Is Ambition Okay?

Is ambition godly? Here is a question I have struggled with throughout my public ministry. Starting out, my ambitions were selfish. I came to a point in ministry, 2018, where I gave up on all my ambitions and settled down. In 2019, doors started opening that had never been open to me before and I struggled to find the motivation to do what I thought God wanted. Well, at the end of 2020, I had an overwhelming excitement overtake me and an unexplained ambition indwell me that never had before. I decided to take a fresh look at the Scriptures concerning godly ambition. Is it okay for me to have such an intense drive to build what hasn’t yet been built? 

Romans 15:18-21

For I will not presume to speak of anything except what Christ has accomplished through me, resulting in the obedience of the Gentiles by word and deed, in the power of signs and wonders, in the power of the Spirit; so that from Jerusalem and round about as far as Illyricum I have fully preached the gospel of Christ. And thus I aspired to preach the gospel, not where Christ was already named, so that I would not build on another man’s foundation; but as it is written,

“They who had no news of Him shall see,

And they who have not heard shall understand.”

Paul’s calling (v. 18-19)

For I will not presume to speak of anything except what Christ has accomplished through me, resulting in the obedience of the Gentiles by word and deed, in the power of signs and wonders, in the power of the Spirit; 

Ambition is not license for malcontent. Paul, here, establishes the baseline for his work—the gospel of Jesus Christ. He recognizes that all the work he is able to do and everything for which he otherwise might boast has been accomplished by Christ even though he is the one working—which is why he finds reason for boasting (v. 17). Christ’s work through Paul is the thing which results in the obedience of the Gentiles, to whom Paul was made a missionary (cf. Acts 9:15). By Christ’s work through Paul, the Gentiles were becoming obedient by their words and deeds and in the power of signs and wonders that were being done through them by the power Holy Spirit.

Anti-ambitionism is, then, unbiblical. Those who are called by God are called for a purpose and given a job in Christ’s kingdom so that, through them, Christ’s church may be built up. Christ and the Holy Spirit are accomplishing the work through those Christ has effectually called. We will not all be career missionaries and church planters like Paul, but every person has his or her place in the kingdom. We live according to our individual callings in Christ.

…so that from Jerusalem and round about as far as Illyricum I have fully preached the gospel of Christ.

By the command of Christ and movement of the Holy Spirit, Paul was fulfilling the Great Commission, preaching to the whole world from Jerusalem as far as Illyricum. Such is his calling as God’s apostle to the Gentiles. Paul is content in his specific calling. So, biblical ambition is not selfish ambition. Instead, biblical ambition pushes each one to pursue God’s specific calling—according to the gifts God has given and circumstances God has created around each one.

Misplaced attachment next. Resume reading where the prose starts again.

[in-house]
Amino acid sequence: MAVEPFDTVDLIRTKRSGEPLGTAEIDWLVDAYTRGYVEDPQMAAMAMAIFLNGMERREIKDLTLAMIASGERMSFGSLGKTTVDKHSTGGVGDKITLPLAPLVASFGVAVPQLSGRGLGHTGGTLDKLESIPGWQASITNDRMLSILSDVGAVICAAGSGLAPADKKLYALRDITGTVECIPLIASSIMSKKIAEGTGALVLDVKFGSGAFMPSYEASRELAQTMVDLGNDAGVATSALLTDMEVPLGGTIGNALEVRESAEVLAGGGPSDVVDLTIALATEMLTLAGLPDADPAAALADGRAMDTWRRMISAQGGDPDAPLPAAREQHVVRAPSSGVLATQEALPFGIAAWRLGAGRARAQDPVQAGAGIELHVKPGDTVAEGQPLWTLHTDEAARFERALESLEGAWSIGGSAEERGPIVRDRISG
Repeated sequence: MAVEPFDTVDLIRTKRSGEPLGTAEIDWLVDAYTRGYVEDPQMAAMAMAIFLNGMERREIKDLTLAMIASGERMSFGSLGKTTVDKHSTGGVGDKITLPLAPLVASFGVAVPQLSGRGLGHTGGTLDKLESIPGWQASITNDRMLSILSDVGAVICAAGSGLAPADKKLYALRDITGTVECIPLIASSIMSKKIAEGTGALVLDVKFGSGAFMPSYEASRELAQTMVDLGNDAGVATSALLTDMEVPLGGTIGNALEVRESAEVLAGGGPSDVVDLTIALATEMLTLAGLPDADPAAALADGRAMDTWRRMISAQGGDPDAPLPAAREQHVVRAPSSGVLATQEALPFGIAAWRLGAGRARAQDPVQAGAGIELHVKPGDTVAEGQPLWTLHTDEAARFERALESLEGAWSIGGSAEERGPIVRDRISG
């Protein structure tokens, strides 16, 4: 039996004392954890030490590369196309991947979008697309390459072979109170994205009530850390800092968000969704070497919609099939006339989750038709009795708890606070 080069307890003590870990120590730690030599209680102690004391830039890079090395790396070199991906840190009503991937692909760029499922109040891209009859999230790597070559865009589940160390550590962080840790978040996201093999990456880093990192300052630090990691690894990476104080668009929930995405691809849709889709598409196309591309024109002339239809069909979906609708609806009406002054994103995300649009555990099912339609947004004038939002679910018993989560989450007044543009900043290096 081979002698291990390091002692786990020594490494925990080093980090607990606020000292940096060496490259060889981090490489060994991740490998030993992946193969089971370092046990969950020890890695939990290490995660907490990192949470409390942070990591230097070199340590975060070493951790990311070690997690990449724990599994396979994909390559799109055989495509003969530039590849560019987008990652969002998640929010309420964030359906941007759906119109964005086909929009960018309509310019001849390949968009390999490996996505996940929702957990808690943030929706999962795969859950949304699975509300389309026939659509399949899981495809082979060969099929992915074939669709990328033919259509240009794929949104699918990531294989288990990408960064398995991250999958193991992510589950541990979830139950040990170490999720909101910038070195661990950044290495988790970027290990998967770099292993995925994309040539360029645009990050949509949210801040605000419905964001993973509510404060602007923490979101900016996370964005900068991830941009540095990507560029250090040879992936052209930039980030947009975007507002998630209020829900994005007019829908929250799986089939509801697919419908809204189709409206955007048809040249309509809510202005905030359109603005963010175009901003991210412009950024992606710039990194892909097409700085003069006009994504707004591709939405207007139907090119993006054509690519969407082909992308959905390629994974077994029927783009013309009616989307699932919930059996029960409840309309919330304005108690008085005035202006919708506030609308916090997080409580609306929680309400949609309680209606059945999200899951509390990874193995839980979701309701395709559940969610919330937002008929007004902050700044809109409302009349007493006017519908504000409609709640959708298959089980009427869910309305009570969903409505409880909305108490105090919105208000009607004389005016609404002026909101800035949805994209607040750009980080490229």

Paul’s ambition (v. 20)

And thus I aspired to preach the gospel, not where Christ was already named, so that I would not build on another man’s foundation…

Ambition follows calling. Christ called Paul for a specific purpose. Paul operates by the power of the Holy Spirit. Therefore, Paul aspires, or makes it his ambition, to preach the Gospel to those who have not yet heard it. His ambition is to fulfill the calling of God on his life. Christ did not call Paul to pastor a church for a long time. He did not call Paul to build a large audience for himself. He did not call Paul to the preaching circuit. He called Paul as a life-long career missionary, laying local church foundations for others to build on. Because God called him so, Paul dedicates his entire self to that by making it his ambition.

Paul’s vision (v. 21)

…but as it is written,
“They who had no news of Him shall see,
And they who have not heard shall understand.”

Ambition is not a license for self-promotion or workaholism. Paul quotes Isaiah 52:15, showing that the work Christ was accomplishing through him is the work God was interested in doing—closing the mouths of the nations and causing them to understand Him according to His own revelation. If my vision is to advance my own ministry, career, or status, my ambition is ungodly. If my vision is to advance God’s work through the Gospel, my ambition is godly and biblical.

If we are passionate about the Gospel, we will have godly ambition. Our ambition, though, will not be self-promoting. Christ will build His church through His workmen. So we:

  1. work hard,
  2. take calculated risks,
  3. don’t fear failure,
  4. do big things, and
  5. pursue God’s vision for His world.

We do not:

  1. grow discontent,
  2. stay complacent,
  3. do more than we are called to do,
  4. promote self,
  5. become workaholics, or
  6. pursue our own visions for God’s world.

…each man’s work will become evident; for the day will show it because it is to be revealed with fire, and the fire itself will test the quality of each man’s work. If any man’s work which he has built on it remains, he will receive a reward. If any man’s work is burned up, he will suffer loss; but he himself will be saved, yet so as through fire (1 Corinthians 3:13-15).

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